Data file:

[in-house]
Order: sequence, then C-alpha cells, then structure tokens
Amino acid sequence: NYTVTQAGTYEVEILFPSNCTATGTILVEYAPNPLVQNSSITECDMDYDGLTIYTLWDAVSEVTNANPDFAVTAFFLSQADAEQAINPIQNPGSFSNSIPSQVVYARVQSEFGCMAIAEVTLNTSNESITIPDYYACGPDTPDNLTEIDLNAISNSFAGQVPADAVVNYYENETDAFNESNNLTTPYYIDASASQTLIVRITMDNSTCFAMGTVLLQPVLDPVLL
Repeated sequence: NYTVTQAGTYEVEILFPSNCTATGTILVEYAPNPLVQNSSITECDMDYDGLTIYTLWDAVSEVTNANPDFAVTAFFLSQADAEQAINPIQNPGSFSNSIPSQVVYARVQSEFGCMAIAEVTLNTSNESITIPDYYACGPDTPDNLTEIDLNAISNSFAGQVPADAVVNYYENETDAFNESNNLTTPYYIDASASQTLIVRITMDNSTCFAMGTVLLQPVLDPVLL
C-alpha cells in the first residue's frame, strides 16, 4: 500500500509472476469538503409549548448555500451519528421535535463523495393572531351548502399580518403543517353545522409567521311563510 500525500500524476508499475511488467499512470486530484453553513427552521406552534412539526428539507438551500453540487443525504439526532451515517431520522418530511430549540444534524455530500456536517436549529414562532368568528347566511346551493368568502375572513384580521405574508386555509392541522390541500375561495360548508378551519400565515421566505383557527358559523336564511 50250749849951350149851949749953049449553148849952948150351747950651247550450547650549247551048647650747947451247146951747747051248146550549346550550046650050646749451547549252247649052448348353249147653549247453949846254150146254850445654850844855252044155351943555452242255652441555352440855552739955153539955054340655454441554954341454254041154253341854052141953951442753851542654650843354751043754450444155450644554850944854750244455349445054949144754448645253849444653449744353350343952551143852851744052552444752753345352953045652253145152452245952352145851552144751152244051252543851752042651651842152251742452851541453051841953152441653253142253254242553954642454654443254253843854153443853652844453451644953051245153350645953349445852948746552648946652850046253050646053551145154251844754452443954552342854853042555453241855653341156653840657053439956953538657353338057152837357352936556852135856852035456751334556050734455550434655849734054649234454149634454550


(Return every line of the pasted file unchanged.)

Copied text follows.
[in-house]
Order: sequence, then C-alpha cells, then structure tokens
Amino acid sequence: NYTVTQAGTYEVEILFPSNCTATGTILVEYAPNPLVQNSSITECDMDYDGLTIYTLWDAVSEVTNANPDFAVTAFFLSQADAEQAINPIQNPGSFSNSIPSQVVYARVQSEFGCMAIAEVTLNTSNESITIPDYYACGPDTPDNLTEIDLNAISNSFAGQVPADAVVNYYENETDAFNESNNLTTPYYIDASASQTLIVRITMDNSTCFAMGTVLLQPVLDPVLL
Repeated sequence: NYTVTQAGTYEVEILFPSNCTATGTILVEYAPNPLVQNSSITECDMDYDGLTIYTLWDAVSEVTNANPDFAVTAFFLSQADAEQAINPIQNPGSFSNSIPSQVVYARVQSEFGCMAIAEVTLNTSNESITIPDYYACGPDTPDNLTEIDLNAISNSFAGQVPADAVVNYYENETDAFNESNNLTTPYYIDASASQTLIVRITMDNSTCFAMGTVLLQPVLDPVLL
C-alpha cells in the first residue's frame, strides 16, 4: 500500500509472476469538503409549548448555500451519528421535535463523495393572531351548502399580518403543517353545522409567521311563510 500525500500524476508499475511488467499512470486530484453553513427552521406552534412539526428539507438551500453540487443525504439526532451515517431520522418530511430549540444534524455530500456536517436549529414562532368568528347566511346551493368568502375572513384580521405574508386555509392541522390541500375561495360548508378551519400565515421566505383557527358559523336564511 50250749849951350149851949749953049449553148849952948150351747950651247550450547650549247551048647650747947451247146951747747051248146550549346550550046650050646749451547549252247649052448348353249147653549247453949846254150146254850445654850844855252044155351943555452242255652441555352440855552739955153539955054340655454441554954341454254041154253341854052141953951442753851542654650843354751043754450444155450644554850944854750244455349445054949144754448645253849444653449744353350343952551143852851744052552444752753345352953045652253145152452245952352145851552144751152244051252543851752042651651842152251742452851541453051841953152441653253142253254242553954642454654443254253843854153443853652844453451644953051245153350645953349445852948746552648946652850046253050646053551145154251844754452443954552342854853042555453241855653341156653840657053439956953538657353338057152837357352936556852135856852035456751334556050734455550434655849734054649234454149634454550